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Chrysler's profit rises more than 300%

Chrysler reports its third straight quarterly profit, driven primarily by a 40% increase in U.S. retail sales.

April 27, 2012|By Jerry Hirsch, Los Angeles Times

Chrysler Group reported its third consecutive quarterly profit and logged its best financial performance in more than a decade.

Chrysler said it posted net income of $473 million for the first quarter of 2012, up more than 300% from $116 million a year earlier. The company said the gains were driven primarily by a 40% increase in U.S. retail sales.

It was the company's highest quarterly profit since it emerged from bankruptcy in 2009.

"Another positive quarter — built on sales gains that have surpassed the industry average — is affirmation that the Chrysler team is maintaining its focus," said Sergio Marchionne, who is chief executive of Chrysler and Italian automaker Fiat.

Fiat has a controlling interest in Chrysler, and the companies are working together to develop and sell vehicles.

Later this year, Chrysler will introduce a new generation Dodge Dart. Jointly developed with Fiat, the Dart is targeted at the small to mid-size family car market, one of the biggest segments in the industry and an area where Chrysler has lacked a strong entrant.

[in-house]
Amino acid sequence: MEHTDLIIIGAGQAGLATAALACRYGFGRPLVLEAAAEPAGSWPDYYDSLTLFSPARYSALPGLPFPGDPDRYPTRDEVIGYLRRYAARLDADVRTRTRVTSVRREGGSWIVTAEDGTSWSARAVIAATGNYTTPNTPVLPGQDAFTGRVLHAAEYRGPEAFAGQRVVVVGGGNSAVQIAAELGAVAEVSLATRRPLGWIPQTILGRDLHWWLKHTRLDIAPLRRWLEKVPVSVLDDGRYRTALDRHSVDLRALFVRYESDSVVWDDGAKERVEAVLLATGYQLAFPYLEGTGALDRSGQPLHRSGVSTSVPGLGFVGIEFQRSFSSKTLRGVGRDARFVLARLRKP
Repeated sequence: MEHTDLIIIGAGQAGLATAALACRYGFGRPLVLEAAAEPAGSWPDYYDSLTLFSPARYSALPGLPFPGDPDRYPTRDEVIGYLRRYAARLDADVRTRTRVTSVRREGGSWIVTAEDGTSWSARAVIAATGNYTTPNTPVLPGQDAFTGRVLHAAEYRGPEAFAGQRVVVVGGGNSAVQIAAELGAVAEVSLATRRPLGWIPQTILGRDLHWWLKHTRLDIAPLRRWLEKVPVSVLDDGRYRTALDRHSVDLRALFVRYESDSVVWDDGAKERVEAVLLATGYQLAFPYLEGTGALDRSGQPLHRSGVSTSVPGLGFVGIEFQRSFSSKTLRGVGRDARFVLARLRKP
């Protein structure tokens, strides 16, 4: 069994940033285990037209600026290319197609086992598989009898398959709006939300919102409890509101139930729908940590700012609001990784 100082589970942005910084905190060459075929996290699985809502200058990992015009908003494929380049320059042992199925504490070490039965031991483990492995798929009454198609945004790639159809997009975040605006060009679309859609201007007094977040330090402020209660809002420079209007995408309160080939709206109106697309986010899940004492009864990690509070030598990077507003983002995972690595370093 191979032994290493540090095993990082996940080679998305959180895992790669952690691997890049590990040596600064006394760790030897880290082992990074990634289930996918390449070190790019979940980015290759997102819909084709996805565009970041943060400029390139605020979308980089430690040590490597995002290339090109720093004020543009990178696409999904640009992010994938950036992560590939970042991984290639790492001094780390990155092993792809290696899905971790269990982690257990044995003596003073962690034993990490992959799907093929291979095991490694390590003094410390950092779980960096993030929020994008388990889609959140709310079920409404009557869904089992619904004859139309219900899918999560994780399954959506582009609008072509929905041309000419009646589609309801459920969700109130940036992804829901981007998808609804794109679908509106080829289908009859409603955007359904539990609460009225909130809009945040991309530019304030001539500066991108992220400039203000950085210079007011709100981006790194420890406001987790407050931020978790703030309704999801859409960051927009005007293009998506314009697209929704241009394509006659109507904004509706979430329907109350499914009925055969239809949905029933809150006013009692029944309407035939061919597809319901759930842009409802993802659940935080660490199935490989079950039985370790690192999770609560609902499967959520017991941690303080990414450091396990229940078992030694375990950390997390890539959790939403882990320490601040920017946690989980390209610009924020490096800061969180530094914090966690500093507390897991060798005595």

Revenue for the quarter rose 25% to $16.4 billion. Chrysler said the sales increase was helped by rising car prices.

If there was a weakness in Chrysler's financial results, it was that about 30% of Chrysler's sales were to fleet customers, such as rental car companies and government agencies. The retail end of the market — sales to consumers — is often a better indicator of an automaker's financial prospects, according to industry analysts.

Toyota Motor Corp.andHonda Motor Co., by comparison, generally limit their fleet business to about 10% of total U.S. sales.

Nonetheless, Chrysler has improved its competitive position since emerging from bankruptcy, said Jesse Toprak, an analyst with auto price information company

"Chrysler gained 2 full percentage points of U.S. market share compared to a year ago, while increasing their transaction prices and lowering inventory turn times significantly — all resulting in a much-improved bottom line," Toprak said. "They should still get full credit for having the most desirable lineup of vehicles that they have ever had in their showrooms."

Daimler, the owner of Mercedes-Benz, purchased Chrysler in 1998 but was unable to integrate the American company into its global operations profitably, and it sold the company to Cerberus Capital Management in 2007. Cerberus quickly ran into problems and lost control of the business during the 2009 bankruptcy reorganization and federal government bailout.

Other automakers also are reporting big profit gains.Hyundai Motor Co., helped by strong sales in the U.S. offsetting sluggish business in Europe and China, said its quarterly profit rose by almost a third to $2.15 billion. Volkswagen said its quarterly operating profit rose 10% to $4.2 billion.

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